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    Solomon Islands

    The Solomon Islands were dedicated for the preaching of the gospel and missionary work on 10 March 1987, by Elder James E. Faust of the Quorum of the Twelve Apostles. He was accompanied by his wife and Elder and Sister John Sonnenberg of the Pacific Area Presidency. They went to Henderson Field at 5:15 in the morning and in the area of the four monuments, dedicated the Solomon Islands for the work of the Church.

    Imo Ta'asi had been baptized the previous year at the Church-owned Brigham Young University, in the United States, and Peter Joseph Salaka, a member of Parliament, had been baptized the previous year in England by Ed Pinegar. The first missionaries in the islands were Elder E. Crawford Jones and his wife, Sister Judith Jones, of Moses Lake, Washington, United States. They arrived in the islands in February, 1995.

    President John Gibson of the Papua New Guinea Mission later sent two pidgin-speaking Polynesian missionaries from Papua New Guinea, Elder Glenn R. Cockburn from New Zealand and Elder Sa Francis Togia from Australia. These two missionaries began the first missionary work to the people of the Solomon Islands in their own language.

    The first sacrament meeting was held in Honiara on 5 February 1995. President John Gibson, Elder and Sister Jones, and Robert Bera were the four in attendance on this day. On 26 April 1995, President Gibson met with the Prime Minister of the Solomon Islands, Solomon Mamaloni, and presented him with a framed painting of Jesus Christ with the inscription "To the Government and People of the Solomon Islands from The Church of Jesus Christ of Latter-day Saints." He also presented to him a specially-inscribed copy of the Book of Mormon: Another Testament of Jesus Christ.

    The Honiara Branch (a small congregation) of the Solomon Islands District of the Papua New Guinea Mission of The Church of Jesus Christ of Latter-day Saints was formally organized on 4 February 1996. Sixty-two people were present that day including 17 baptized members of the Church. In 1987, there were only three Latter-day Saints in the Solomon Islands. By 1998, there were almost 100 members. The Church continues to grow and bless the lives of the people of the Solomon Islands.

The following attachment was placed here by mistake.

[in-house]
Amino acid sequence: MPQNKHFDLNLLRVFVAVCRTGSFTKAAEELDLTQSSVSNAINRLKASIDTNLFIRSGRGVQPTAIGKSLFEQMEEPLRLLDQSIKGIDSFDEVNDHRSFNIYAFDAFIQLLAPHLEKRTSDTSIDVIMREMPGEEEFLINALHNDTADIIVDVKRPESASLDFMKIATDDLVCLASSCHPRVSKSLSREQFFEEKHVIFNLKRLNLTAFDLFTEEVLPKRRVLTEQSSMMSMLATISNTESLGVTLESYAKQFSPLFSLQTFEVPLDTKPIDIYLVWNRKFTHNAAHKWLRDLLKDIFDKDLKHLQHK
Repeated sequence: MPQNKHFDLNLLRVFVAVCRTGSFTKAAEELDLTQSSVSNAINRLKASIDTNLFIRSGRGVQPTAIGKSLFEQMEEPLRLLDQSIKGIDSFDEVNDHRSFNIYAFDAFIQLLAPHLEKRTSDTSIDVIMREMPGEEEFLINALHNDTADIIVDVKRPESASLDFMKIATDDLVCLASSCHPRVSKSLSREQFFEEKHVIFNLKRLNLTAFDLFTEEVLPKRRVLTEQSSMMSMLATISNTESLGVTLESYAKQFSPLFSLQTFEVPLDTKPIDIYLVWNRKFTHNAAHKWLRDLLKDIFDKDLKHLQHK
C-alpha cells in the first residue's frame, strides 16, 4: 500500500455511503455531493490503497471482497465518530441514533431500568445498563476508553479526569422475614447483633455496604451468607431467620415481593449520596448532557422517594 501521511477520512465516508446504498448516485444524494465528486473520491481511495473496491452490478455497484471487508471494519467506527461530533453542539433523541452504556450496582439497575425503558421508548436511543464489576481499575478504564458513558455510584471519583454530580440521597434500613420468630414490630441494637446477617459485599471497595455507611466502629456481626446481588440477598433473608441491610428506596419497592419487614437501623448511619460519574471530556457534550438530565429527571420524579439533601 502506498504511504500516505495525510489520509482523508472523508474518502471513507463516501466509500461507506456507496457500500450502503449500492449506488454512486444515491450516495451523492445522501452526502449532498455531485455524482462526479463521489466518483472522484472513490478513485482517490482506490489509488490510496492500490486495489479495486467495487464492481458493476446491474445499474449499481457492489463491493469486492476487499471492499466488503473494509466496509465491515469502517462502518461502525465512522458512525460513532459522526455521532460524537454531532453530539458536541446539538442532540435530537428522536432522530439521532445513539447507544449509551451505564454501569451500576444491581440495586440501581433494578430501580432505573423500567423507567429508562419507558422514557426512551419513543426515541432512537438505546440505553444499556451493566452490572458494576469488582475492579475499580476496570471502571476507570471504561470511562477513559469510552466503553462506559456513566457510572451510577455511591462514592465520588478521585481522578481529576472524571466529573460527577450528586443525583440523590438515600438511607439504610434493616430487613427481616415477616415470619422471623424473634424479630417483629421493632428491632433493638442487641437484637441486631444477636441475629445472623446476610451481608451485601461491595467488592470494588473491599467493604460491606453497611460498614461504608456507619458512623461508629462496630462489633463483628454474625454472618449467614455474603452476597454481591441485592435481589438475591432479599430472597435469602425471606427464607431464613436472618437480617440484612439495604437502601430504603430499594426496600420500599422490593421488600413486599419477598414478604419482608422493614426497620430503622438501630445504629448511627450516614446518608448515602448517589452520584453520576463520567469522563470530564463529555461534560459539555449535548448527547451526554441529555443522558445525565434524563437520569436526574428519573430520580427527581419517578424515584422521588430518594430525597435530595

For Journalist Use Only

    Richard Hunter
    New Zealand
    Phone:  64(9)488-5572
    Mobile: 64-21-240-7804

    E-mail: Hunterra@ldschurch.org

    1,099

    Total Church Membership

    5

    Congregations

    North America

    9,253,590

    Total Church Membership

    192

    Missions

    2,866

    Family History Centers

    18,159

    Congregations

    109

    Temples

    South America

    4,038,045

    Total Church Membership

    94

    Missions

    979

    Family History Centers

    5,545

    Congregations

    18

    Temples

    Europe

    516,003

    Total Church Membership

    43

    Missions

    710

    Family History Centers

    1,422

    Congregations

    12

    Temples

    Asia

    1,155,764

    Total Church Membership

    42

    Missions

    333

    Family History Centers

    1,973

    Congregations

    8

    Temples

    Oceania (Pacific)

    552,825

    Total Church Membership

    18

    Missions

    338

    Family History Centers

    1,251

    Congregations

    10

    Temples

    Africa

    578,310

    Total Church Membership

    31

    Missions

    285

    Family History Centers

    2,004

    Congregations

    3

    Temples

    Worldwide Statistics

    16,118,169

    Total Church Membership

    407

    Missions

    160

    Temples

    30,506

    Congregations

    65,915

    Missionaries

    14

    Missionary Training Centers

    4

    Universities & Colleges

    404,270

    Seminary Students Enrollment

    357,760

    Institute Student Enrollment

    5,100

    Family History Centers

    10,238

    Welfare Services Missionaries (Incl. Humanitarian Service Missionaries)

    188

    Published Languages

    140

    Countries with Family History Centers

    189

    Countries Receiving Humanitarian Aid (Since 1985)